By Don Keelan
Who expected the giving season to come in November rather than December? More surprising is the giver, the Governor’s Offices of Massachusetts and Connecticut. What a wonderful present, especially to those of us who are fossil fuels users.
On Nov. 15, Connecticut Gov. Ned Lamont, a Democrat, and his Massachusetts neighbor Gov. Charlie Baker, a Republican, announced their states were pulling out of the 12-state TCI Agreement.
For those unfamiliar with the acronym TCI, it stands for Transportation and Climate Initiative, a euphemism if there ever was one for charging fossil fuel dealers within a 12-state area an additional 10 cents a gallon. And we are all aware that once an assessment is on the books, there is no limit to how high it might go.
Two years ago, those who were dead-set against fossil fuels for transportation and eventually home-heating and cooking oil pushed to create an arbitrary incentive to change by assessing fuel dealers a fee.
Gov. Phil Scott, a Republican, saw the initiative’s true meaning and rejected it as being too costly to Vermonters. Furthermore, he was not interested in outsourcing the taxing of Vermont residents.
According to Vermont Daily Chronicle’s reporting, Scott believed that he might not control the issue if the Vermont Climate Council (an ardent supporter of the TCI) had its way. The governor need no longer be concerned: his Massachusetts and Connecticut colleagues have done the deed for him.
What is revealing about our neighboring governors’ actions is that the legislation to adopt TCI failed in their legislature and Rhode Island’s. Note that Democrats control all three legislatures. The underlying reason was that their citizens were hard-hit from the geometric increase (over 50%) in fossil fuel cost in the prior 10 months. But there could be another reason, as reported in The Wall Street Journal of Nov. 21; the paper noted that what took place during the Nov. 2 elections in New Jersey and in Virginia was not lost on the politicians. The issues that voters are concerned with are increasing costs for fuels, food, health care and housing, not to mention the uncertainty over Covid, education and the overall economy.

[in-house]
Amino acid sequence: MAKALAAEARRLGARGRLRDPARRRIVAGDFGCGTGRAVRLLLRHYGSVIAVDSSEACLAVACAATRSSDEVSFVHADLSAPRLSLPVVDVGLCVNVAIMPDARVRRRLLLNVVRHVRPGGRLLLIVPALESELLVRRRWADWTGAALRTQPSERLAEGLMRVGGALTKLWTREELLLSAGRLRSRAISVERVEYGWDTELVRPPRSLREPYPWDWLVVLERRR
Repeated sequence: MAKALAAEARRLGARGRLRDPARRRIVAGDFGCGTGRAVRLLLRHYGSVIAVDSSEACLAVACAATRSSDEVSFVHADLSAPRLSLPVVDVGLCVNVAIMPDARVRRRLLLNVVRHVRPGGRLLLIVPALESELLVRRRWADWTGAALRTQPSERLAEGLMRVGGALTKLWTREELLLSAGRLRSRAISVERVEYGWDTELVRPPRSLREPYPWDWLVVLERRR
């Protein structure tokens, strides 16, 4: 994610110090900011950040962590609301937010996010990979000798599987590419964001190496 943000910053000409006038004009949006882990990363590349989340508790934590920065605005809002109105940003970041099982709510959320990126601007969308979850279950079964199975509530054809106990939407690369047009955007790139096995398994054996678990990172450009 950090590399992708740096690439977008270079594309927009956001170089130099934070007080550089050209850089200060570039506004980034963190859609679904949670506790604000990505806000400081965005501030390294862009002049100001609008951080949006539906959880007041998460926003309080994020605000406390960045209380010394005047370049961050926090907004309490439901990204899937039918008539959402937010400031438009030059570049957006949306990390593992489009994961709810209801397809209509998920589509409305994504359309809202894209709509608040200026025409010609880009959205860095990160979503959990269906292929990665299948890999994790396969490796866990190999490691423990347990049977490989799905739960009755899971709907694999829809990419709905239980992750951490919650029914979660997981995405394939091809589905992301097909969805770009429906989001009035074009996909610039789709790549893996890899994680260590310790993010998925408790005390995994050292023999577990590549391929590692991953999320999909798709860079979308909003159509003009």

TCI was, for those adamant about their “Climate Armageddon” cause, to get the Northeast region off fossil fuels. They attempted this by assessing a fee (tax), and as a committee, allocating back the monies collected to the 12 states (and Washington, D.C.) to convert/use electric devices. The assessment would impact the dealers who provide the fuels, who, of course, would then pass the additional cost onto their customers. So much for representative government.
Nevertheless, my joy over an early holiday present might be short-lived. In December, a report is due from the 23-member Vermont Climate Council. If rumors are true, the recommended mandates to meet the state’s goal of reducing its 2005 carbon emissions by 26% by 2025 will be costly, divisive and unsettling. Politicians and government officials should heed what took place on Nov. 2, for a repeat could be in the offering next November.
The changing climate is a fact and needs to be addressed. However, it should be through education and incentives, not through dictates and mandates from those who are not elected but relish wielding power and control over our lives.
Don Keelan writes a bi-weekly column and lives in Arlington, Vermont.
2 thoughts on “Keelan: The season of giving has come much sooner than expected”
This article was written BY STEVE MACDONALD / 21 NOVEMBER 2021
Yesterday, we reported on the death of the TCI, another taxation-without-representation scheme that would milk motorists to fund the ill-conceived Dem/Prog “climate-change-fighting” schemes, such as expensive electric buses and expensive, catching-fire EVs, electric trains and bicycles, ride-sharing, carpooling.
Charlie Baker, a huge supporter of TCI, backed out, leaving only Rhode Island, which had stepped away, but not formally retracted its interest in TCI. With Massachusetts out and Connecticut long gone, RI said it is done trying to make TCI work.
TCI has no takers and is dead and buried; but not the financing of the various, nefarious Dem/Prog shake-down schemes